Sunday, June 26

cooking for dummies

Dummy=Me. For the first time in my life, I felt VERY clueless in the kitchen, but I guess that's to be expected when a) it's not your kitchen b) there's an extreme language barrier between you and the usual chef and c) you had to wing it with the ingredients. HOWEVER, once I got over all of this, it ended up being one of my favorite experiences so far (and I made a new friend).

So the plan was to make quesadillas. Easy right? HA! I have no idea how Bakkiam (the usual cook) does it every day. Besides being 100 degrees outside, add mincing vegetables and standing over a stove for two hours and you might as well have boiled yourself on that stove. Of course while I'm panting and perspiring, Bakkiam is completely calm and hasn't even broken a sweat. Embarrassing. But I'm getting ahead of myself.

We started the feast preparation at 5 p.m. I had every intention of doing this by myself, but now I REALLY have no idea how I'd have done it without my sous chef and new bestie, Bakkiam. First, Sister Gertrude came over and taught me out to make parota, probably the best thing ever, similar to a tortilla but much softer, completely homemade and slightly greasy (YUMS).
parota
Making parota with Sister Gertrude... what a process! But I'm definitely bringing this recipe back to the U.S.!


After those we done, I began the chopping process, chopping peppers, mushrooms, onion and garlic. During this step, Bakkiam told me about her husband, who is sick and her two kids who are in college now. Polaih, who is the gardener here, also came by mid-quesadilla making and he talked at me and Tamil and I responded with some charades and sign language and lots of smiles and finally understood that Bakkiam and Polaih were siblings! I told Bakkiam that we should go sari shopping together because she was wearing a very beautiful one! Not sure if she understood, but we spoke the language of food and cooking, and that was enough to bond us together probably forever.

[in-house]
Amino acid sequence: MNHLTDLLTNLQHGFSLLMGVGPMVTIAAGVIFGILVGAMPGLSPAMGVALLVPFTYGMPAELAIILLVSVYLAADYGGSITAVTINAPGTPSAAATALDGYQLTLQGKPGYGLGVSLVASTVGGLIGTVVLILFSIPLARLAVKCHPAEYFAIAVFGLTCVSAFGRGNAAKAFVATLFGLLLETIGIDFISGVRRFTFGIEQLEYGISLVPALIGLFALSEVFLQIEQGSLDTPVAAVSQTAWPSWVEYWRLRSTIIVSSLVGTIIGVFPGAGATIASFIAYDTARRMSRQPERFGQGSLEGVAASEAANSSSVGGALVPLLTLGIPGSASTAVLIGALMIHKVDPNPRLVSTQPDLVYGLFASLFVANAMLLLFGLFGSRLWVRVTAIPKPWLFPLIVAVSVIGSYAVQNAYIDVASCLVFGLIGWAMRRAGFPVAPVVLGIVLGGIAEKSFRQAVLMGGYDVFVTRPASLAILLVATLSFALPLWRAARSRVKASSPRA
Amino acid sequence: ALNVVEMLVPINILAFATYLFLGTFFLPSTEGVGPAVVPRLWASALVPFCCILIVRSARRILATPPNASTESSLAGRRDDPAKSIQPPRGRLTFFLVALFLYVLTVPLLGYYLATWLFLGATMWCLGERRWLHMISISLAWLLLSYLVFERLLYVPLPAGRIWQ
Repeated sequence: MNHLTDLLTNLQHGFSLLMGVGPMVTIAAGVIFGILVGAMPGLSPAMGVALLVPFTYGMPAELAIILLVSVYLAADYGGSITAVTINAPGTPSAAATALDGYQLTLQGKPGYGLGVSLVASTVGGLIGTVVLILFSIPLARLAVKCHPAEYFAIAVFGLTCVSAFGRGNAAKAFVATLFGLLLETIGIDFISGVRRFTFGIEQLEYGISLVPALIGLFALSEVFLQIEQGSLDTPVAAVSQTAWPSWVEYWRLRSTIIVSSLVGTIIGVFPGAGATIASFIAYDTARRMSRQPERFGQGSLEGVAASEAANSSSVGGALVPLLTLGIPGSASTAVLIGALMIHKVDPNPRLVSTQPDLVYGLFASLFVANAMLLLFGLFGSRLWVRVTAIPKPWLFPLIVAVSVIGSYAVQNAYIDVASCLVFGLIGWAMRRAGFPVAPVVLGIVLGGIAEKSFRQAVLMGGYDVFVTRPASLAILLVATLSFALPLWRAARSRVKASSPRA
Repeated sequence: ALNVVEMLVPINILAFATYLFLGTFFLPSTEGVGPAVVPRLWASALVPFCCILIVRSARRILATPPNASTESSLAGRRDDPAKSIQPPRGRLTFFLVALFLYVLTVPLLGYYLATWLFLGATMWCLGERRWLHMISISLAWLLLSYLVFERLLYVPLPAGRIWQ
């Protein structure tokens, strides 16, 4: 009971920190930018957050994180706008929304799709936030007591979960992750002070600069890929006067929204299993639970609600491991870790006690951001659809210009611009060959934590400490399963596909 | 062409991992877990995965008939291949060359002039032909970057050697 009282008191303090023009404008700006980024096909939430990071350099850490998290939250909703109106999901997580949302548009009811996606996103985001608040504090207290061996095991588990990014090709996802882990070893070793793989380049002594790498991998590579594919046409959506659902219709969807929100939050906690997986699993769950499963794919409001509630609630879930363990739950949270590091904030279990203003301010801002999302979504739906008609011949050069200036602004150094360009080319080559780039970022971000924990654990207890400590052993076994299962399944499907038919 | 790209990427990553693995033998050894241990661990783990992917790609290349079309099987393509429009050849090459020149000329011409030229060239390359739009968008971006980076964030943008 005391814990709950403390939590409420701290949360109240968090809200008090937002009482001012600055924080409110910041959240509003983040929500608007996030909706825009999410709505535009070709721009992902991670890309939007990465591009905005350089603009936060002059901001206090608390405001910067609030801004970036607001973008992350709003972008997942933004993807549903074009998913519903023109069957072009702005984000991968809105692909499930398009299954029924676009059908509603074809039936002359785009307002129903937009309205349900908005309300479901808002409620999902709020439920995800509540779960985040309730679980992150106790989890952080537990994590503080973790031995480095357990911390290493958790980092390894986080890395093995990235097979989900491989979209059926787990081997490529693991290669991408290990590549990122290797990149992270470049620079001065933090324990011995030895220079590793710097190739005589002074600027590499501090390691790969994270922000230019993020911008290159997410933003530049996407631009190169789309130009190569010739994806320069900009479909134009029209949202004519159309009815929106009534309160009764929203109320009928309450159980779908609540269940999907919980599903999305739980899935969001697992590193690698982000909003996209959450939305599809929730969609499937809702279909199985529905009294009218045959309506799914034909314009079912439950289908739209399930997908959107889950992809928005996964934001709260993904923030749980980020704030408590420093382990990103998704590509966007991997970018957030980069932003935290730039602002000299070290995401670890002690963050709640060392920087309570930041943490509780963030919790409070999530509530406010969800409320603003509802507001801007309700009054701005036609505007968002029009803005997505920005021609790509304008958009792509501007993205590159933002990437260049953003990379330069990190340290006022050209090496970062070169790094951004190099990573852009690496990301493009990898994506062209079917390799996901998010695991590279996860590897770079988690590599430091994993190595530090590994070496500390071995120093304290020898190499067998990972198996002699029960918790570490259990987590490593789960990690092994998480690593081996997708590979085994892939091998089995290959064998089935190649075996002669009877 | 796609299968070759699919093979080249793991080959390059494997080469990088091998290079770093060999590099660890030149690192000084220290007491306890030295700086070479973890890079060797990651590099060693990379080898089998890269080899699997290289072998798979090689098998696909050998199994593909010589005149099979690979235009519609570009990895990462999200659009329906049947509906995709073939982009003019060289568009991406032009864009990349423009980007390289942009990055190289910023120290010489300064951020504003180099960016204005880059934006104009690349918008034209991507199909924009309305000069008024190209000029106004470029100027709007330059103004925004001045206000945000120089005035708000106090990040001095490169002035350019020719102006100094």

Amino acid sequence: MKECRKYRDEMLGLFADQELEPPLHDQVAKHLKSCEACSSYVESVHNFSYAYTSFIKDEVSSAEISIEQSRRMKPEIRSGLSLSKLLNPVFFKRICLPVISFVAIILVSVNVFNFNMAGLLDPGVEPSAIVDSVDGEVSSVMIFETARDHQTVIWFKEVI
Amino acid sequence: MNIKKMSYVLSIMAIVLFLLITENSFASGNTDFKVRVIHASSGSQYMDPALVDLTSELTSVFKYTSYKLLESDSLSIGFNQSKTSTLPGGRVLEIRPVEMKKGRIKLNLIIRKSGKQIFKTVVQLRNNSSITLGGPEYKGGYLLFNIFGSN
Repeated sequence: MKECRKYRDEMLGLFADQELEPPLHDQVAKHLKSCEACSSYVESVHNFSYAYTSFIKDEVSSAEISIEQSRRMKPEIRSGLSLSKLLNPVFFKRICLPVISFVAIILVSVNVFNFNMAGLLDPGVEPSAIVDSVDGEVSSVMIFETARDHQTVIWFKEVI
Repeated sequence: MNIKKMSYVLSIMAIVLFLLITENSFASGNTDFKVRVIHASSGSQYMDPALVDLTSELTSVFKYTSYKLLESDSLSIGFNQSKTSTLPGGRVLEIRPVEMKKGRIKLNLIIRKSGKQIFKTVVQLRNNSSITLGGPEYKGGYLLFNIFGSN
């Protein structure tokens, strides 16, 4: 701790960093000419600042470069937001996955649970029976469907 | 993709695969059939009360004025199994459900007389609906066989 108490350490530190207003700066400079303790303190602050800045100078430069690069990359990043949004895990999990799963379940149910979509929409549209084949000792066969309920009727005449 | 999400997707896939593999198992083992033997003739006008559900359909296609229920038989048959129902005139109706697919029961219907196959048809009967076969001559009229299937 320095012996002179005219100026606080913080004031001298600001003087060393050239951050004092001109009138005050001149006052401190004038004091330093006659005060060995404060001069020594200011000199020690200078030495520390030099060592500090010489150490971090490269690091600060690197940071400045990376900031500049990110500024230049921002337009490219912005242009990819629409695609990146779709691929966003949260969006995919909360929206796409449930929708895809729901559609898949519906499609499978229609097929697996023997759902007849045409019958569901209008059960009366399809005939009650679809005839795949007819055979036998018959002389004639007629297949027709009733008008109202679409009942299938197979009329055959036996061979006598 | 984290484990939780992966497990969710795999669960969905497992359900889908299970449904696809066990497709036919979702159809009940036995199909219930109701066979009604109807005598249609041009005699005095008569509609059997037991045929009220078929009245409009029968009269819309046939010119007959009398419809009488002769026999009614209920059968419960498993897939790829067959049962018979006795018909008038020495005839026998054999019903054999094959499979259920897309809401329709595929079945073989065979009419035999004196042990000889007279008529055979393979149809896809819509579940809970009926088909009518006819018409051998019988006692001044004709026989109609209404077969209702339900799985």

When the chopping was completed, we "shredded" the cheese and assembled the quesadillas. The nuns TOTALLY loved them and Bakkiam did too! I was a little disappointed in the cheese (it's just not that popular here!) but all in all, pretty darn good if I do say so myself. The nuns want a repeat of that dinner, so that's really all that matters!

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Finished product. Not bad!!


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Presenting the quesadillas...


The rest of the day, I watched TV... I felt bad just sitting around but the nuns insisted there was nothing for me to do. Thankfully, there was a Friends marathon on (scoreeee!) so I didn't mind. I brought a lot of colorful string from home and assemble and knotted them all together so that next Sunday, we could make bracelets with the kids! I'm hoping to come up with some other ideas and implement "Crafty Sundays"... I think the nuggets would like that.

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Sister Hilda and I
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Happy nuns, full bellies!


Disclaimer: Excuse my hair and face in these photos; I have decided that there is no possible way to look good in India with this heat. Although you can't tell, I tried.


'Tis all for now! Lots of love!

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